It’s a special kind of beer event where you hear unique heralds of praise such as “this one has a more fungus quality than last year’s batch” or “this tastes like bird poop and cat piss.” But, to some, these are desired flavors in the world’s most complex category of beers; wild/sour ales. And these were just the endearing qualities that dozens of lacto-lovers came together to celebrate this past weekend at Brooklyn’s second annual Where the Wild Beers Are, a communal gathering of spontaneously fermented beer lovers. So hold on to your tasting cups boys and girls, because what follows are some serious rare and delicious beers cultivated from some of the city’s finest private cellers.
“This isn’t your typical beer festival, it’s a collaborative effort where fans of the funk and bacti-curious people come together to share and celebrate the often rare and certainly unconventional wild and sour ales. These beers have been produced for hundreds of years; but after shriveling to near extinction in the age of pure yeast cultures, they are on the rebound due to artisan brewers and enthusiast imbibers like you.”
Held in the courtyard of Park Slope’s Mission Dolores, wild beer lovers from the tri-state area (and a few visiting from Minnesota) braved the onset of winter to share their passion for the funkiest of brews. The only cost of entry to this event was a bottle (or three) of sour or wild beers to donate to the party. In exchange, guests received a certain amount of “pours” from the other communal bottles. Armed with 20 pours a piece – thanks to our Captain Lawrence, Ommegang and Monk’s offerings – Lindsay and I set out for what quickly became an afternoon of serious palate abuse.
Standouts were present on every table but one of my favorites was the ultra-rare Cantillon Zwanze 2009 with its notes of straw, rotting lemons and musky herbs. While that may sound a miss to those unfamiliar with the style, the result was incredibly balanced and drinkable. Also notable was the overlooked Brouwerij Timmermans-John Martin Bourgogne Des Flandres which married a murky, malty cherry quality with a very light finish and more reduced sour character. The result was an easy drinking version of the flanders style. But, by far, my favorite of the afternoon was the New Glarus Enigma. This is one of the most complex and intriguing beers I’ve ever tried… a potpourri of smokey malt, aged tart cherry notes, hints of maple syrup and an underlying layer of oak. If you like your beers to push limits then hunt this one down (and send me a bottle!)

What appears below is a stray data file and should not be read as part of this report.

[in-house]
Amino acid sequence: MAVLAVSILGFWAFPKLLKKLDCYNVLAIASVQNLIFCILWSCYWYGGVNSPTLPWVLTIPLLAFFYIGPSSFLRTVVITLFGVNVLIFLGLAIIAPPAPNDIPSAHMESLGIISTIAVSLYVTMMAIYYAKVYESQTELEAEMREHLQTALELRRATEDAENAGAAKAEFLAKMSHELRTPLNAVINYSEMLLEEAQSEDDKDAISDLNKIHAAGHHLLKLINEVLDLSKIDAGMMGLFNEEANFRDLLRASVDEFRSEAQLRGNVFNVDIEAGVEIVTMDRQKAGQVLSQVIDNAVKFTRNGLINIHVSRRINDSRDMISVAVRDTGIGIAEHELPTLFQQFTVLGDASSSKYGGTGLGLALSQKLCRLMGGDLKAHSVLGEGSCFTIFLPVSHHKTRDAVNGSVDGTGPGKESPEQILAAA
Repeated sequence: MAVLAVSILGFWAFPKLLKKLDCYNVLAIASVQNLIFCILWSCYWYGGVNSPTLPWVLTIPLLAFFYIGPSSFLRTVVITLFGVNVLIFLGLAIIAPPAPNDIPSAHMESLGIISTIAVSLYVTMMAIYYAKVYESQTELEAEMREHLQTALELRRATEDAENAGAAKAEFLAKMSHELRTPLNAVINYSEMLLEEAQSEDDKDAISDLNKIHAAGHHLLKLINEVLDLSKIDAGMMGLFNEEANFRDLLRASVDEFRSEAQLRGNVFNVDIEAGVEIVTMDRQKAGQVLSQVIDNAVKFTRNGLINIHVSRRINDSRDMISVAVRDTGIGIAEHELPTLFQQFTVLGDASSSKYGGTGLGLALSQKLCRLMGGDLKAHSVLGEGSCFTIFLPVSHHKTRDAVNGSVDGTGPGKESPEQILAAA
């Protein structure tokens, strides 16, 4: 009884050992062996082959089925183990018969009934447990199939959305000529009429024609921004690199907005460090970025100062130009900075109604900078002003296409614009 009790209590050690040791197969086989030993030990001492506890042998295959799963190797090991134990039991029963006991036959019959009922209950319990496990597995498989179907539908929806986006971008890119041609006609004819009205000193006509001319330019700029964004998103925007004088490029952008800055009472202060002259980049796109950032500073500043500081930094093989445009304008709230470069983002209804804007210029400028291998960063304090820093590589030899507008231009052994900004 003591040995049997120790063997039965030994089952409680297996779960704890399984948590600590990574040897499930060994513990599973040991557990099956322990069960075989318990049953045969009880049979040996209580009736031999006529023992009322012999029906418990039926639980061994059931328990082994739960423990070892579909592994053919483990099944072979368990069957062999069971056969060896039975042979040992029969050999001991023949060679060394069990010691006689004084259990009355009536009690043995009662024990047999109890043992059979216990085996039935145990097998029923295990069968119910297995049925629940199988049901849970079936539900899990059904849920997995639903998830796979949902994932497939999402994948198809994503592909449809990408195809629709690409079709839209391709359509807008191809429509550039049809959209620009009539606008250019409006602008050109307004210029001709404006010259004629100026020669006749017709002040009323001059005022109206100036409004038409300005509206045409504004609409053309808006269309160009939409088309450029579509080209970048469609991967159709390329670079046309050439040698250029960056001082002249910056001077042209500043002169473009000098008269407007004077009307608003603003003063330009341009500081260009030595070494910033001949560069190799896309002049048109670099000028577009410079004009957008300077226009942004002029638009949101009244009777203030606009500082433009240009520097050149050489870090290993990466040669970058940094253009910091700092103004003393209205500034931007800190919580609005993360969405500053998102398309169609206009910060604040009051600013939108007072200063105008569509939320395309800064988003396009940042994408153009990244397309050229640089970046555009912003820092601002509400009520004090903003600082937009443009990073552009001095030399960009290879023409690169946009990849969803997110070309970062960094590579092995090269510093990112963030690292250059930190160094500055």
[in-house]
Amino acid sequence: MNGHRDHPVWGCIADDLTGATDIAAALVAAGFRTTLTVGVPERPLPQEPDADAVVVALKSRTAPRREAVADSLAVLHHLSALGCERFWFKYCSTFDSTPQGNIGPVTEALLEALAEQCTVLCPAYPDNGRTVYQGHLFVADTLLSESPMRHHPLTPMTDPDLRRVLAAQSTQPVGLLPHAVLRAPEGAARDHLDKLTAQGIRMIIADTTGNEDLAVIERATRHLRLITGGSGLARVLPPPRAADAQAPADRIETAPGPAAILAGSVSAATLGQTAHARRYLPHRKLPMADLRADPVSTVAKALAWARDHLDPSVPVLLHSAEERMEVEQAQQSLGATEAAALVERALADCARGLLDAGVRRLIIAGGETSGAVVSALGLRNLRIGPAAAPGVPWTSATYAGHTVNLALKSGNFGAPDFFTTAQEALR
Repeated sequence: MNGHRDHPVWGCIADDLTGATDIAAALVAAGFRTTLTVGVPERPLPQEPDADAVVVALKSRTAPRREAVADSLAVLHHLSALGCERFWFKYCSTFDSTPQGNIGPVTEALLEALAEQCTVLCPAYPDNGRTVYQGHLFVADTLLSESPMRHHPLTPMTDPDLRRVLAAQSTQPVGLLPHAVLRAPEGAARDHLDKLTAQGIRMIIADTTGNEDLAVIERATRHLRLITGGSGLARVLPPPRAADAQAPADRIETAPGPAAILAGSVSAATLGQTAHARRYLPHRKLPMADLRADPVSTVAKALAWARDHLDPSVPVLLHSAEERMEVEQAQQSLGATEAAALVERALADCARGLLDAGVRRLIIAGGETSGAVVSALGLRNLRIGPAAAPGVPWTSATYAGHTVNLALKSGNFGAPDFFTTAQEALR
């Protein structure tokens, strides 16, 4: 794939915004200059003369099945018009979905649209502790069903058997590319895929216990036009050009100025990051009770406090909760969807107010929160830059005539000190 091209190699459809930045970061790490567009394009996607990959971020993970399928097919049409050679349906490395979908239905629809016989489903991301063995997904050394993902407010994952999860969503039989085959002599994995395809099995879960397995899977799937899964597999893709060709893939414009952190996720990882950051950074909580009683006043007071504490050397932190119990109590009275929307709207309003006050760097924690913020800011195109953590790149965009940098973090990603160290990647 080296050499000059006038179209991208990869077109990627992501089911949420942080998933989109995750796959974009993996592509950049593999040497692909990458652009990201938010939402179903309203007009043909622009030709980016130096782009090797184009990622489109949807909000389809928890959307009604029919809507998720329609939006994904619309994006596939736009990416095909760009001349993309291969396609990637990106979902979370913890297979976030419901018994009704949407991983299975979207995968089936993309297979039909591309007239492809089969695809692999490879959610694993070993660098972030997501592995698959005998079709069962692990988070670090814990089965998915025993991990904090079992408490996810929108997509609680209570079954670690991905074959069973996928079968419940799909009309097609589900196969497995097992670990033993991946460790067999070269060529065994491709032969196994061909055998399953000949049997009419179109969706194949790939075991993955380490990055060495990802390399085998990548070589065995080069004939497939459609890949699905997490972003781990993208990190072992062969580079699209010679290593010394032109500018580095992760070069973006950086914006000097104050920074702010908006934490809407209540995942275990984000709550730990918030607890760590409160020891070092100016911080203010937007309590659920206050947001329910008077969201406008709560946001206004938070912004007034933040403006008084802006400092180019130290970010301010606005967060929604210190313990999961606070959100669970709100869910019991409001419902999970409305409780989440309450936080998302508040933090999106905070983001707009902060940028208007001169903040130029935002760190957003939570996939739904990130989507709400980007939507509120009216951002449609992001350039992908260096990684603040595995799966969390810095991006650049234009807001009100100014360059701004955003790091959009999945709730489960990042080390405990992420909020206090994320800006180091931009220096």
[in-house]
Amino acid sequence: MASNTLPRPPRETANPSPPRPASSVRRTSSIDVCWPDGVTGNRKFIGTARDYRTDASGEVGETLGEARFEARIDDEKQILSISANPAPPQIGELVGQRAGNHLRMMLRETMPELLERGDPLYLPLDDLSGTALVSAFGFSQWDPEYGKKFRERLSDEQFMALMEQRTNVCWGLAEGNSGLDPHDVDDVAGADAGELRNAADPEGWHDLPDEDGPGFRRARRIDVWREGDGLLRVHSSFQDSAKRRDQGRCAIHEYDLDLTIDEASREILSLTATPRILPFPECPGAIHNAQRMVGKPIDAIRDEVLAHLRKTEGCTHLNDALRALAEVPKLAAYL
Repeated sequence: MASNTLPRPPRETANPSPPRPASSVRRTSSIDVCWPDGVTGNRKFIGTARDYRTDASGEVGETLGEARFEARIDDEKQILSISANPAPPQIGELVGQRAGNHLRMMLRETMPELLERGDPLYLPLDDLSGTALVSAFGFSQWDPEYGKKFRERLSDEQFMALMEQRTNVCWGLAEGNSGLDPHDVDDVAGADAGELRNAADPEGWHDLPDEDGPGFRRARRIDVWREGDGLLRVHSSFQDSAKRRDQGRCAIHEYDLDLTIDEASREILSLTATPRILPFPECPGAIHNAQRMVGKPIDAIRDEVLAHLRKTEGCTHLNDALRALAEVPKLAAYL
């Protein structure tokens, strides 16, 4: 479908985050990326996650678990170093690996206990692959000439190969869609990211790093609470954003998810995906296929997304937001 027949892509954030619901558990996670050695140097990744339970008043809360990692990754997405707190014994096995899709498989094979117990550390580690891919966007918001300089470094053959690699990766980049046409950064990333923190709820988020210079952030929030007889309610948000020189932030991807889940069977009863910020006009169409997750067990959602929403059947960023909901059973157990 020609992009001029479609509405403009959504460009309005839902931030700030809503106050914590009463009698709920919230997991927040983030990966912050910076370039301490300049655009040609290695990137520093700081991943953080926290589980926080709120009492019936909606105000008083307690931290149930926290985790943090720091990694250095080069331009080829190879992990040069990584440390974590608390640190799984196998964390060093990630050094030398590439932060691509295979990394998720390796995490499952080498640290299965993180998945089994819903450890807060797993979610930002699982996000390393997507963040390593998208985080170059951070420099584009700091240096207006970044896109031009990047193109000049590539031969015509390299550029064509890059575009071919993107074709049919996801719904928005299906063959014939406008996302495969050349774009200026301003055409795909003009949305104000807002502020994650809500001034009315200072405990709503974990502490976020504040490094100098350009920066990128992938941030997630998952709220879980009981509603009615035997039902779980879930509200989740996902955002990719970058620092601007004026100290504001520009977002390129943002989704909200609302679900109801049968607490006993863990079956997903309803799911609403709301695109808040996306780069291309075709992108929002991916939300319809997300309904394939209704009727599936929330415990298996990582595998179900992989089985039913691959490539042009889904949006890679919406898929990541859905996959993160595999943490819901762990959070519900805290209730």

Other opportunities at the Where the Wild Beers Are event included tasting a three year vertical of Ithica Brute as well as two year verticals of both Panel Barrique (both were very “poop-like” to me) and Captain Lawrence Cuvee de Castleton. There were also horizontals from New Glarus (including the rare R&D) and Jolly Pumpkin (including the new Biere de Goord) which made for great crash courses in these revered mid-west breweries.
Where the Wild Beers Are was definitely one of the more unque and exciting beer events I’ve attended this year. For those of you worn out on massive festivals with mini-pours of flagship brews, I urge you to seek out events like this that bring the community of beer-drinkers – and the beers they love – to the forefront. Where the Wild Beers are is held annually in Minnesota and Brooklyn so if you missed this years then definitely get on the list and keep an eye out for the 2011 edition.
[flickr album=72157625151733919 num=30 size=Square]